An upbeat network with a serious message

To connect colleagues to help them understand and appreciate different cultures and to reinforce a diverse and inclusive workplace: that is ING Crossing’s mission. The network celebrated its 16th anniversary on 21 May 2021, which is also World Day for Cultural Diversity for Dialogue and Development.

Aschna Makhan and Lloyd Morgan are both board members of Crossing. Aschna was born in the Netherlands, and has roots in India with parents and grandparents from Surinam. Lloyd is Welsh and moved to the Netherlands 11 years ago. Aschna: “In my former job I was used to having colleagues from lots of different cultures, and I missed that in my current department at ING. I was longing to talk about multicultural topics with people who shared similar interests and understood where I was coming from.” 

Lloyd joined Crossing when he was still relatively new to the bank. He became a board member when he returned from a short-term assignment in New York: “I first joined the network because I wanted to get to know new people. I knew there had to be colleagues from all different backgrounds within ING, but there weren’t any in my immediate circle of co-workers. I subsequently joined the board because I always tend to think about how I can take things further.” 

For everybody who has a culture

Crossing sums up its mission as ‘an employee network that is open to all ING colleagues with an interest in cultural diversity in all its forms’. “I’d like to take that up a notch and say that Crossing is for ‘everybody who has a culture’… in other words, for everybody,” comments Lloyd. “We literally cross borders as most of our events are open to all colleagues within ING globally, because many ING countries don’t yet have their own Crossing network. All members share an interest in learning about and appreciating other cultures.” 

Diwali, Chinese New Year, Ramadan

Aschna continues: “I guess we could say Crossing stands for inspiring and educating people at the same time. Let’s learn about each other, and discover the beauty of other cultures and how they can enrich us. I try to contribute by sharing stories about diverse celebrations that are less known to many colleagues and by organising events. Last year, for example, Crossing organised a celebration of Diwali (the Festival of Lights) and a Bollywood Dance workshop: they were a big success. So too was the awareness campaign around Chinese New Year. We will continue celebrating and spreading knowledge through our ‘cultural calendar’ of events and celebrations happening during the year.”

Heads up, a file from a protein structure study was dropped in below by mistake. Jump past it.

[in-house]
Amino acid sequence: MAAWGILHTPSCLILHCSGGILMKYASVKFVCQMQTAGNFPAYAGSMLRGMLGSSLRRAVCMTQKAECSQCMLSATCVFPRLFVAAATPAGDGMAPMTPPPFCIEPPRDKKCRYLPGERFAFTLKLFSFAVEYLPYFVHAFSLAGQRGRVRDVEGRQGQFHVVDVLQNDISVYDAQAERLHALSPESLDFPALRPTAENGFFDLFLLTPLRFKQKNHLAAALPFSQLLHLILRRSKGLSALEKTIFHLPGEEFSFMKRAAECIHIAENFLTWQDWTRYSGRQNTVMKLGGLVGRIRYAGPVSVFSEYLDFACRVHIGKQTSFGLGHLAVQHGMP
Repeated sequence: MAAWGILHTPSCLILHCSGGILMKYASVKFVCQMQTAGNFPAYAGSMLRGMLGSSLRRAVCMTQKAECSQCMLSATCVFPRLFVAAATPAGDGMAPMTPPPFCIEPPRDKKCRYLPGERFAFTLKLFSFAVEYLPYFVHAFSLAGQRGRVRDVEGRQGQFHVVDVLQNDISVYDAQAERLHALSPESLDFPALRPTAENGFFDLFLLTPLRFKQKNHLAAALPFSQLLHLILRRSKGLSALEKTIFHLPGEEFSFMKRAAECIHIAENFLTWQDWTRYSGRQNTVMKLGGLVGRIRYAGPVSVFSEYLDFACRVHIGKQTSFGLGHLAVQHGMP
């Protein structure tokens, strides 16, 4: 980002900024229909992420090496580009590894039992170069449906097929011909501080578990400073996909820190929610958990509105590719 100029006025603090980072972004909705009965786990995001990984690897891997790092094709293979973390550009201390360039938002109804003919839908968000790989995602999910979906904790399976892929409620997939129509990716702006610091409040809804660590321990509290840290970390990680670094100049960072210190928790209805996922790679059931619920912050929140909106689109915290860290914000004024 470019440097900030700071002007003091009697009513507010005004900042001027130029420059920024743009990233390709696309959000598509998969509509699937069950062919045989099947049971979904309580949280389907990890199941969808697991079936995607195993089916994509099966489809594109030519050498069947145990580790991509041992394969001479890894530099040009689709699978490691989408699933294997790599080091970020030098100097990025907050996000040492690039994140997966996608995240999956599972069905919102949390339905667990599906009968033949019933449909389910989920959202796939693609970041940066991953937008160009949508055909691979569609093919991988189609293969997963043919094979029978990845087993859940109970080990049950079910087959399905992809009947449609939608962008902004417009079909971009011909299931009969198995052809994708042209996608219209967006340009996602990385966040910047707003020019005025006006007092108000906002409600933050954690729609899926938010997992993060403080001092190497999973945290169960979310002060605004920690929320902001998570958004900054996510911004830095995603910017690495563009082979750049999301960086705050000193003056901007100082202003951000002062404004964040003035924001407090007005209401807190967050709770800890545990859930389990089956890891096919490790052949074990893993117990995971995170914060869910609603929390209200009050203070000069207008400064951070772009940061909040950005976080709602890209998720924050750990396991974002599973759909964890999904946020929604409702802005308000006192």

Mutual understanding and respect

“These kinds of initiatives are important to raise awareness of the differences between people, countries and cultures within our company, and how to deal with them,” Lloyd adds. “Being aware of existing differences means being aware of possible sensitivities. It creates ways to communicate better with each other. Also, mutual understanding and respect lead to stronger teams. Although some discussions can take longer and get more heated, I believe the outcomes are better and more creative, simply because various perspectives are taken into account. Besides, diverse teams are definitely more fun! I love the amusing moments that occur during discussions in diverse teams – they can be hilarious sometimes.” 

“I totally agree,” says Aschna. “At Crossing we want to contribute to making ING a fun place for everybody, without forcing people to fit in with one culture at the expense of their own. Besides that, a diverse workforce reflects the diversity of our clients, and that’s extremely important too.” 

Celebrate and educate

Although Crossing is an upbeat network, it’s not all about having fun and organising celebrations; there is a serious and educational side to the activities too. “Just a few weeks ago, we hosted a presentation about data and modelling ethics, and how algorithms can be biased against specific cultural groups,” explains Lloyd. “And while people love our festive events, our more serious initiatives are highly appreciated and very well attended too. Another example are the ‘Lunches with Leaders’ we organise, which are the ideal chance for our members to discuss the topic of cultural diversity within the bank with ING’s board and other senior management.”

About Aschna

Aschna joined ING in January 2020 and works as a Non-Financial Risk Officer within Operational Risk Management. She is a keen cook and loves trying out new recipes. She also enjoys outdoor swimming and spending time with friends. She has taken up painting since the start of the pandemic.

About Lloyd

Lloyd is Head of Transformation and Innovation Audit. He has a background in computer science and software development, but his heart lies in the area of change management, which he moved into in 2007. He has been working at ING since 2010. He and his girlfriend are the proud parents of identical twin daughters and he spends as much time with them as he can. He also enjoys creating crossword puzzles and, before the outbreak of COVID-19, was an active member of a public-speaking club.

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